Inducing Delay: When a Court Can Deviate From the First-To-File Rule
Before O’Malley, Mayer, and Wallach. Appeal from the Eastern District of Pennsylvania.
Summary: Filing a declaratory judgment action in the midst of ongoing licensing negotiations may justify deviation from the “first-to-file” rule in favor of a later filed lawsuit.
Contec, LLC (“Contec”) contacted Communications Test Design, Inc. (“CTDI”) regarding its belief that CTDI’s set-top box testing systems were infringing its patents, threatening to file suit unless CTDI engaged in discussions regarding a potential license agreement. CTDI began discussions with Contec, indicated its intent to provide a counterproposal, and scheduled further discussions with Contec. Two days after accepting Contec’s invitation to discuss licensing terms, CTDI filed a declaratory judgment action in the Eastern District of Pennsylvania. Six days later, Contec filed a suit against CTDI in the Northern District of New York and moved to have CTDI’s suit in Pennsylvania dismissed. Contec alleged in its motion that CTDI had filed the declaratory judgment action in bad faith after inducing Contec to refrain from filing suit in a different forum by entering into licensing negotiations. The district court granted Contec’s motion to dismiss and CTDI appealed.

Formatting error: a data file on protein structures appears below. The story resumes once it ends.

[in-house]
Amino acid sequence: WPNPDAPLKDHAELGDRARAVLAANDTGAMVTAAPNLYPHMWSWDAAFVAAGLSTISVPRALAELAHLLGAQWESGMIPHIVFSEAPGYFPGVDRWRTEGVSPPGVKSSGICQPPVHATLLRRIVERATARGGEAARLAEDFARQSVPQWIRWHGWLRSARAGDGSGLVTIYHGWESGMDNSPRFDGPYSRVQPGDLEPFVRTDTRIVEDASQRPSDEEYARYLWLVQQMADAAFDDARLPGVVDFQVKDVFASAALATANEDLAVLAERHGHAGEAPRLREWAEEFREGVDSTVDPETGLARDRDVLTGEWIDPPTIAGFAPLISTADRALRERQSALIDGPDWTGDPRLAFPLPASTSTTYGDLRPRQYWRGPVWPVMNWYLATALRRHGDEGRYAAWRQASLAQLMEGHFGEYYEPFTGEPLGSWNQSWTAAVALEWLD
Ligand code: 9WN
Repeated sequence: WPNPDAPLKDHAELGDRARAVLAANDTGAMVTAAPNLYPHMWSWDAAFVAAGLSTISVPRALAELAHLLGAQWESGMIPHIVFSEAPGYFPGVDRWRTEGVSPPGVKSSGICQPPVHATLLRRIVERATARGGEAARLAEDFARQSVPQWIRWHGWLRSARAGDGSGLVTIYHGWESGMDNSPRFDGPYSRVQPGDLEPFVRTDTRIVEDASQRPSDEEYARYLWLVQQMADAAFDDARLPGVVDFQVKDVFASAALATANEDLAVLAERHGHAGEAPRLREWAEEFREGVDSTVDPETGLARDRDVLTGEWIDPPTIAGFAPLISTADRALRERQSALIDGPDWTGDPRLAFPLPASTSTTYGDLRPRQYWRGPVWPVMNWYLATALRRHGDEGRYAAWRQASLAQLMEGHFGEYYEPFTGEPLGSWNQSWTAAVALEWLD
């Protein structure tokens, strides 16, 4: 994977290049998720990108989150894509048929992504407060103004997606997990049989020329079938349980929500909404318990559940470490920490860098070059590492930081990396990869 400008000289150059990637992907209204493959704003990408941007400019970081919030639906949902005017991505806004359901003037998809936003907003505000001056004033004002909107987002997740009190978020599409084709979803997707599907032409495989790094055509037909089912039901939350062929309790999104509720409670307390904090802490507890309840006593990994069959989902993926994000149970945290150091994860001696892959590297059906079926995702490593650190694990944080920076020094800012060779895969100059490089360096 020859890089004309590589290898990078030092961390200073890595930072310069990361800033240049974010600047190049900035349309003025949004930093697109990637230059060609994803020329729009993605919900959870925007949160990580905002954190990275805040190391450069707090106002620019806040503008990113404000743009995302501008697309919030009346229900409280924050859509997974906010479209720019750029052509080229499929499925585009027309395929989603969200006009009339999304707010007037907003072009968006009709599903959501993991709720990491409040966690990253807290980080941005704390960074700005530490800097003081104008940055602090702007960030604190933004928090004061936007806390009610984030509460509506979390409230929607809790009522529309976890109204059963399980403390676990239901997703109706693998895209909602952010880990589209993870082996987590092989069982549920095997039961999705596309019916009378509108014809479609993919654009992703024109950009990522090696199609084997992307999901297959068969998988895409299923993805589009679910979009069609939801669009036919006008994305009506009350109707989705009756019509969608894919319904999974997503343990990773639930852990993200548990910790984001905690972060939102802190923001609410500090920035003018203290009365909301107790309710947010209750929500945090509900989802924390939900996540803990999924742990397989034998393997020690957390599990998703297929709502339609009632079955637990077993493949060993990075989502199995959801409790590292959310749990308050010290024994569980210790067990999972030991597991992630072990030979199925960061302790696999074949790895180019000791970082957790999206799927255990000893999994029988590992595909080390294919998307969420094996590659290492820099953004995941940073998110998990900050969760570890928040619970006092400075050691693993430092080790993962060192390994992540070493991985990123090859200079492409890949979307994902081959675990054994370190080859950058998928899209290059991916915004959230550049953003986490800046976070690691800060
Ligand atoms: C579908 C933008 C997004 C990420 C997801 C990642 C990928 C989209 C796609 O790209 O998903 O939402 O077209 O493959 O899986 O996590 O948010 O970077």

Citing the district court’s discretion to both decline to hear declaratory judgment suits and to deviate from the first-to-file rule, the Federal Circuit held that the district court did not abuse its discretion in dismissing CTDI’s declaratory judgment suit. Specifically, the Federal Circuit found no abuse of discretion in the district court’s determinations that: (1) CTDI filed its suit in anticipation of a lawsuit by Contec; (2) CTDI’s suit interfered with ongoing negotiations between the parties; and (3) the Northern District of New York was a more convenient forum.
Editor: Paul Stewart